Kejimkujik National Park of Canada

14 01 2011

In the fall we visited Kejimkujik National Park. This is a natural wilderness of 381 square kilometres, with lakes, rivers and old hemlocks and maples. It’s a great place to hike, cycle or canoe.

We took the trail along the Mersey River, towards Jake’s Landing.

Passing yet another woodpecker holed tree.

When we reached the end of the trail opposite Jake’s Landing we found that the bridge, shown on our map, had been removed for the winter – so no way to cross.

We could only look at the launch for canoes and lots of canoes to rent.

Kejimkujik Lake is the largest in the park at about 26  square kilometres. There are various camp grounds and picnic areas along the shore.

Most of the camp areas are accessible only by canoe or kayak. There are 46 back country campsites, each with 2 tent pads, a fire box, picnic table, firewood,  and toilet pit.

We watched as these 2 canoes crossed the lake, struggling against the wind. They had been away for 2 nights, having camped on one of the many little islands. This seemed to be an annual event for these 4 men.

Last Sunday, we drove back to Kejimkujik, in the snow. The lake was a very different place,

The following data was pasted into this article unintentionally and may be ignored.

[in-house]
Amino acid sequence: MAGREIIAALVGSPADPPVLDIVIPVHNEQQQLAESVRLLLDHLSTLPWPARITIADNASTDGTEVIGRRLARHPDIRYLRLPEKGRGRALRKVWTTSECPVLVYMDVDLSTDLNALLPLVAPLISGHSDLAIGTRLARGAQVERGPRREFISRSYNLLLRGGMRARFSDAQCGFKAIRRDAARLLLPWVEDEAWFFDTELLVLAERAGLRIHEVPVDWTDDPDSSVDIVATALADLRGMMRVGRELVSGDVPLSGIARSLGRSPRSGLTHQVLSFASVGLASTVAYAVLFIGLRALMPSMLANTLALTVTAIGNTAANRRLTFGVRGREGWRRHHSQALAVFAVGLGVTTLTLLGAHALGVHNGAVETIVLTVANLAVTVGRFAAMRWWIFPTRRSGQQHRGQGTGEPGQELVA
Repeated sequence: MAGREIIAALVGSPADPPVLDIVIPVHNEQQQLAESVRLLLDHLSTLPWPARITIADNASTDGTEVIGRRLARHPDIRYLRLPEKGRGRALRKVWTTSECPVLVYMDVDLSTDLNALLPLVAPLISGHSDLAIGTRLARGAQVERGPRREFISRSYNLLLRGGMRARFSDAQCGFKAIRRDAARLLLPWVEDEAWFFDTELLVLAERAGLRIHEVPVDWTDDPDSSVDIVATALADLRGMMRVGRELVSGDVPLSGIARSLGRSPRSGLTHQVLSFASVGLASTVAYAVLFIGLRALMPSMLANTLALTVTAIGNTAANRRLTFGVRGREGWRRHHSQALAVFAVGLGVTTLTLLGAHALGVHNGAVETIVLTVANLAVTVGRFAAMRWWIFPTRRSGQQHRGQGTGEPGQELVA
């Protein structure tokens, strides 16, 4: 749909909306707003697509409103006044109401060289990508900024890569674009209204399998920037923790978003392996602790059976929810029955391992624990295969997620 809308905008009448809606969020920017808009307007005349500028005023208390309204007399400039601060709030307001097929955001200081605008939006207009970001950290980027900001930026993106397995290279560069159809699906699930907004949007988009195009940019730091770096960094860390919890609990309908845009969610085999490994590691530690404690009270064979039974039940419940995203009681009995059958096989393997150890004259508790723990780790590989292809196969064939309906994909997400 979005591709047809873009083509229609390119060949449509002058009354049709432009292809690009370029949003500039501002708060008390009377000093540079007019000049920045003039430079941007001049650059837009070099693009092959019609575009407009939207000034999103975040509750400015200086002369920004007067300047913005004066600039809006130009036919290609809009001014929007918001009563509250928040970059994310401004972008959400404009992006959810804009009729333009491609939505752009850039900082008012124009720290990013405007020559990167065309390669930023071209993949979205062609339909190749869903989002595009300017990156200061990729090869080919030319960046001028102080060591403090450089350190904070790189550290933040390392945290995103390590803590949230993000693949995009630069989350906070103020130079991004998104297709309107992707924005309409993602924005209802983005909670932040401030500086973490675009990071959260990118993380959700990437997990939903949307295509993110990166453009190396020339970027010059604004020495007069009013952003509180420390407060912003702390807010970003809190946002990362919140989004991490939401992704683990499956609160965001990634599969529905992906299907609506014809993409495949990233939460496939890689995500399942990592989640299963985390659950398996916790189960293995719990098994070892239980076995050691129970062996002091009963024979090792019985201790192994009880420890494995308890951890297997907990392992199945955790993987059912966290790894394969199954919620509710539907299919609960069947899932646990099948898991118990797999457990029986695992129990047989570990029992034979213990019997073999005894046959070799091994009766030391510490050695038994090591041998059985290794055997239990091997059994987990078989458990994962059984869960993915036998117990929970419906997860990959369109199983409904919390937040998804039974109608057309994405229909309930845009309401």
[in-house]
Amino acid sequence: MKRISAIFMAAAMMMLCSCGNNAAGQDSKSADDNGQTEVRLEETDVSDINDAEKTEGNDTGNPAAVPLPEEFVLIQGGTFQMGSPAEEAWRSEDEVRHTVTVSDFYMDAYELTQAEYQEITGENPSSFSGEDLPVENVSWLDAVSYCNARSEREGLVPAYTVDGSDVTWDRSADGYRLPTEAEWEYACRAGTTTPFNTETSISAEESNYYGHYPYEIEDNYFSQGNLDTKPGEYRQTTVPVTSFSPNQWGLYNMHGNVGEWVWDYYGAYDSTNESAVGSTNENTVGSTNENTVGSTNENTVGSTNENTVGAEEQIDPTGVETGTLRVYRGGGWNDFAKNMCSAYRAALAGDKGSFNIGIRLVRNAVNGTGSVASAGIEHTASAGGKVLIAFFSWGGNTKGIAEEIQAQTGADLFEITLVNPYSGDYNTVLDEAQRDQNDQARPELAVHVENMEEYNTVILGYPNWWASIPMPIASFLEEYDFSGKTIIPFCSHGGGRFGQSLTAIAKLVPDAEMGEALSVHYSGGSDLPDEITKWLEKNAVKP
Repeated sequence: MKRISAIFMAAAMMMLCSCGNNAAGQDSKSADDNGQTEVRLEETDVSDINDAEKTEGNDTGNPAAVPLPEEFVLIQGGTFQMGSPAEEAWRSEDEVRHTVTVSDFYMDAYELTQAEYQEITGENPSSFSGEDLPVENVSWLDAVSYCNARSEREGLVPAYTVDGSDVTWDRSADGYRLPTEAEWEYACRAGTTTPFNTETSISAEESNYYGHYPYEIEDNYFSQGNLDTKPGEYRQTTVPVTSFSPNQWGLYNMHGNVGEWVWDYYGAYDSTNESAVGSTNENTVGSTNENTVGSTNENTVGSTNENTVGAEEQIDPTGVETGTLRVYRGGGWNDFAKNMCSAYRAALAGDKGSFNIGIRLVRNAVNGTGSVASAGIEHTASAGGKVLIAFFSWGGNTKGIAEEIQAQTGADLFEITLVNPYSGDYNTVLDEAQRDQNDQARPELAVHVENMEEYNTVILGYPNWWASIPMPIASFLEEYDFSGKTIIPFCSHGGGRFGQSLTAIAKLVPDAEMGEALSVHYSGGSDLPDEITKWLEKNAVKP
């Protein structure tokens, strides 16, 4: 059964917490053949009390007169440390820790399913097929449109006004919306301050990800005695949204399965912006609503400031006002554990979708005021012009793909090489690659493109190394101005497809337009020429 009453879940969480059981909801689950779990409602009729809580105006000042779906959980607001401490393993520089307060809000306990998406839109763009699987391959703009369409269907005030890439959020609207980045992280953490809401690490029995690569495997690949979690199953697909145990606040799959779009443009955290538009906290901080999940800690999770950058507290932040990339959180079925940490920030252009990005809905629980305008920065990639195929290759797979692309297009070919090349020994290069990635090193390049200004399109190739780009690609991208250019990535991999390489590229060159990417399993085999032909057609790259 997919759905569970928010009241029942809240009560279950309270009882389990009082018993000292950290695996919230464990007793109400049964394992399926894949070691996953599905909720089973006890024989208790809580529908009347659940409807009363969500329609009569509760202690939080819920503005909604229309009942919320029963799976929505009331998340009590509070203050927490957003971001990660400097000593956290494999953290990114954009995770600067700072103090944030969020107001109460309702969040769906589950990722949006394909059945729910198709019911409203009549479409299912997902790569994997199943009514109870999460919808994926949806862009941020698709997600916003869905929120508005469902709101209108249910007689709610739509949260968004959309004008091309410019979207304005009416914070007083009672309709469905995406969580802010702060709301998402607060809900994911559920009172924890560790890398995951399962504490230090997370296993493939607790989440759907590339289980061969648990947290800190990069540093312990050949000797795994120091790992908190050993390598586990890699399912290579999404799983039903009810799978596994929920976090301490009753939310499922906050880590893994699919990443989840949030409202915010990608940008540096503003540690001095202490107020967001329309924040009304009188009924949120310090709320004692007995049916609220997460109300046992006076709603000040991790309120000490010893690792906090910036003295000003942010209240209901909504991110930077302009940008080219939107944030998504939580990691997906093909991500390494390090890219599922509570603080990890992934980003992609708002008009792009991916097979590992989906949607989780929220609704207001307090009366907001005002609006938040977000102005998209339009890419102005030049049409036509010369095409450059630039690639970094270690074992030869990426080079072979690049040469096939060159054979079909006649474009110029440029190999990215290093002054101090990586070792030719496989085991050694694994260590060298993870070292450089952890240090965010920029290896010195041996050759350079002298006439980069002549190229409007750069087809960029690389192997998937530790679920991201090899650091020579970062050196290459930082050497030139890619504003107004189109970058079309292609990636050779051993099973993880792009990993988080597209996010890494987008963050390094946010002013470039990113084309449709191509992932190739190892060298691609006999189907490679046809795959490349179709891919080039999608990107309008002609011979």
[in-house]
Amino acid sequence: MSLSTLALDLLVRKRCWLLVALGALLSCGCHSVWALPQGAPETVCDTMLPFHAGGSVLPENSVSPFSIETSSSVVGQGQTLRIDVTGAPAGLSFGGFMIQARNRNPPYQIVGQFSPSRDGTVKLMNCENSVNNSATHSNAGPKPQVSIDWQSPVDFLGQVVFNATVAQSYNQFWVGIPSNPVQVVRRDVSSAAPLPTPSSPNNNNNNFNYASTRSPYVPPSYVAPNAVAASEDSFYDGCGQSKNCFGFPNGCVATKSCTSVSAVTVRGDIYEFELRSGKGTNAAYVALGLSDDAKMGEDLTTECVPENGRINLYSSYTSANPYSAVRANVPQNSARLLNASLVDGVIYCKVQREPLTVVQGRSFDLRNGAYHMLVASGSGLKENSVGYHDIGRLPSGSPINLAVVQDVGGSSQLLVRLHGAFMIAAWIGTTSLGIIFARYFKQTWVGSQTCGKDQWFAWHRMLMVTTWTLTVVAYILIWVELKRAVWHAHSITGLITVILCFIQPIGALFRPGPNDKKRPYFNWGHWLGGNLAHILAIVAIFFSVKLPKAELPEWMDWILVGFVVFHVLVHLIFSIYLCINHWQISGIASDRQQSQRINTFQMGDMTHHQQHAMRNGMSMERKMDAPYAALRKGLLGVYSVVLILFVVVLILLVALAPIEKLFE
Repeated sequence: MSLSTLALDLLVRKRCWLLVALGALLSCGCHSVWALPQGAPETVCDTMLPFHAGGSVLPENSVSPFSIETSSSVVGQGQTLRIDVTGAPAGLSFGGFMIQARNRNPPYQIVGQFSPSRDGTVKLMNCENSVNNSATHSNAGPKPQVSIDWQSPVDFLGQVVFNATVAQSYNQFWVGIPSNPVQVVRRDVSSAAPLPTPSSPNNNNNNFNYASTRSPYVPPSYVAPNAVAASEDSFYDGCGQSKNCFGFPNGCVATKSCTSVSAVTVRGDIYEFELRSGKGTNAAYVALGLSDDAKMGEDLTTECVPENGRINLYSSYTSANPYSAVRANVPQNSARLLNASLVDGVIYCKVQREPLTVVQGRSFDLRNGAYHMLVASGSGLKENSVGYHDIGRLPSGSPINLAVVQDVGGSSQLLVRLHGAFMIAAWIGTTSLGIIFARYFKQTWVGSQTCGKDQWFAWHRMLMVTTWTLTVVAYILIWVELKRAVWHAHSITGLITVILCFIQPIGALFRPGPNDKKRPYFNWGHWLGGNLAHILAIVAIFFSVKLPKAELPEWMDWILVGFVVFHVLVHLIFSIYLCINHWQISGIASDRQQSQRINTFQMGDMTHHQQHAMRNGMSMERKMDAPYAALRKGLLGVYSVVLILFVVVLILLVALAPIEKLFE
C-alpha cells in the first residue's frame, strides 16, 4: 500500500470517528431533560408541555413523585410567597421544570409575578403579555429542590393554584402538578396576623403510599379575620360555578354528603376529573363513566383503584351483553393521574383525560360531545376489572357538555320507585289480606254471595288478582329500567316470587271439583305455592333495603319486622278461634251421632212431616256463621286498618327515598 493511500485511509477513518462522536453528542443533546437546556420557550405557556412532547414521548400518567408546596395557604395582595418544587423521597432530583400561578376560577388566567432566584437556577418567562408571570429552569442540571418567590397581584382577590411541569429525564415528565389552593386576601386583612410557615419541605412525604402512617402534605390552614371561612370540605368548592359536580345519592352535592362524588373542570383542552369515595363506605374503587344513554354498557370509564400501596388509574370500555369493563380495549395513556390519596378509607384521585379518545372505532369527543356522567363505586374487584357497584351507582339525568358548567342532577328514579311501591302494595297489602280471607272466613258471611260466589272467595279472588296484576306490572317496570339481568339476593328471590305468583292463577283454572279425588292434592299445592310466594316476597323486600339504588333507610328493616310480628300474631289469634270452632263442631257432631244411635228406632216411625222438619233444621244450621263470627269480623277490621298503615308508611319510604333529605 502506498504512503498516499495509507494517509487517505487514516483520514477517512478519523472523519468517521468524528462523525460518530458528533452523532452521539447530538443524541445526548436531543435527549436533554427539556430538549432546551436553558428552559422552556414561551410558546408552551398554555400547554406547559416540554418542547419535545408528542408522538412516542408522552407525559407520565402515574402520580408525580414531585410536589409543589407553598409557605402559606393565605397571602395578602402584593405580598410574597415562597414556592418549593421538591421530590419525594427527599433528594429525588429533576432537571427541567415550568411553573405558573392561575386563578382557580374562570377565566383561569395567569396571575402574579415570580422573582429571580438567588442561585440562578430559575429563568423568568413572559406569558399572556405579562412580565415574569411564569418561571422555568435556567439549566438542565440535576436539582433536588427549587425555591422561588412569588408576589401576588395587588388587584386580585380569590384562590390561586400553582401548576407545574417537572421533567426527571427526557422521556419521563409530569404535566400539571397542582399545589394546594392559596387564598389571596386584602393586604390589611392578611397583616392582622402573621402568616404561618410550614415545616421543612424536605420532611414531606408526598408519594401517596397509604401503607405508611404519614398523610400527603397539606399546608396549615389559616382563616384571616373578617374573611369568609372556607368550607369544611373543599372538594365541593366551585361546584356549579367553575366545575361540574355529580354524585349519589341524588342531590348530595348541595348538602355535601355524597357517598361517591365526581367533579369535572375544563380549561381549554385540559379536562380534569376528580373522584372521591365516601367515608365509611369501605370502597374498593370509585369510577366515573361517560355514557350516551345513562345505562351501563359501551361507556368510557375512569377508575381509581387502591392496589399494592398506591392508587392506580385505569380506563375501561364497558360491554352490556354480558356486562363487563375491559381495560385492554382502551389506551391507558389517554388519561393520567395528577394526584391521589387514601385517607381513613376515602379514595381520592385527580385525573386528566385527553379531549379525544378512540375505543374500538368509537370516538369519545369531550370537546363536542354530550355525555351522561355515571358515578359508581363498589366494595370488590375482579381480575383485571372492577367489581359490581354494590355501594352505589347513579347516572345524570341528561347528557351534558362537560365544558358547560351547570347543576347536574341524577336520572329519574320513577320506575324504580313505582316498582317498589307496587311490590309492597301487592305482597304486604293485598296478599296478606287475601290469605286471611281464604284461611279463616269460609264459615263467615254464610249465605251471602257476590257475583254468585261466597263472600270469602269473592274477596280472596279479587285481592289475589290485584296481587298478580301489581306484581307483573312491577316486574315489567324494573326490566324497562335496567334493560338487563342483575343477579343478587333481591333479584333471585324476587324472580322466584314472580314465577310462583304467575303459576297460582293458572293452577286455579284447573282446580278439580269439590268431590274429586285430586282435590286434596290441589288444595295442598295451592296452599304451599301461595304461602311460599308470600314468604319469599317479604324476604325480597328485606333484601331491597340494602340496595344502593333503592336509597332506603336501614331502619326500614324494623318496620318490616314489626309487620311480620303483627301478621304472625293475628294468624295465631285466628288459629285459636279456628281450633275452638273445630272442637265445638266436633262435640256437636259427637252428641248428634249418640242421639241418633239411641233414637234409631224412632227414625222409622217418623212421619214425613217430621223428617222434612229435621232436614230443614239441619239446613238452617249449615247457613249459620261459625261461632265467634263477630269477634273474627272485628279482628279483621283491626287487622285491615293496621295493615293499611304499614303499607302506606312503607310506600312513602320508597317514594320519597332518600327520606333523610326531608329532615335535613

with the snow lying on the ice.

We wondered if this was the work of a beaver, or just someone with an axe.

This was obviously an area to demonstrate the art of building the wigwam, covered in birch bark.

We spotted this little woodpecker, but I don’t think he would be responsible for all the holes in the dead trunk.

We will return in the summer to the park with our bikes or kayaks.




4 responses

26 01 2011

Thank You taking us with You to Kejimkujik National Park. These photos I loved most of all: Keji-1, Keji-2, Keji-3, Keji-7, Keji-12 and Keji9.

I stared for long time at that Keji-9 and I am that opinion, that beaver made it. When one is using axe, then the cut is in another direction. The photo from woodpecker holed tree (Keji- 2) was to me a happy surprise, because I have not seen such a tree full of holes!

Also those winter photos are nice and they add the attractivity of this post because before seeing fall photos from which two first are gorgeus. Both together form a lovely post.

26 01 2011

Thank you for reading my post. I too thought it must be a beaver, but wondered if someone was clever enough to make it look like a beaver.

Here we have lots of trees with so many woodpecker holes. I still have not seen one of the really big woodpeckers, like the pileated woodpecker. Maybe one day I will be lucky and hopefully have my camera with me.

5 06 2011
Klaus Langner

What a wonderful Site – I found it, while i’m searching for interestings for my vancancy in september this year ( 4 weeks near KejimkujikPark, at Ponhook Lake ).
I believe, my camera will have to take many photos.

6 06 2011

Thank you for visiting my Blog. I’m sure you’ll have a wonderful holiday at Ponhook Lake. You will certainly need your camera. You must visit Lunenburg, Mahone Bay, Annapolis Royal, and Bear River, when you are in Nova Scotia.

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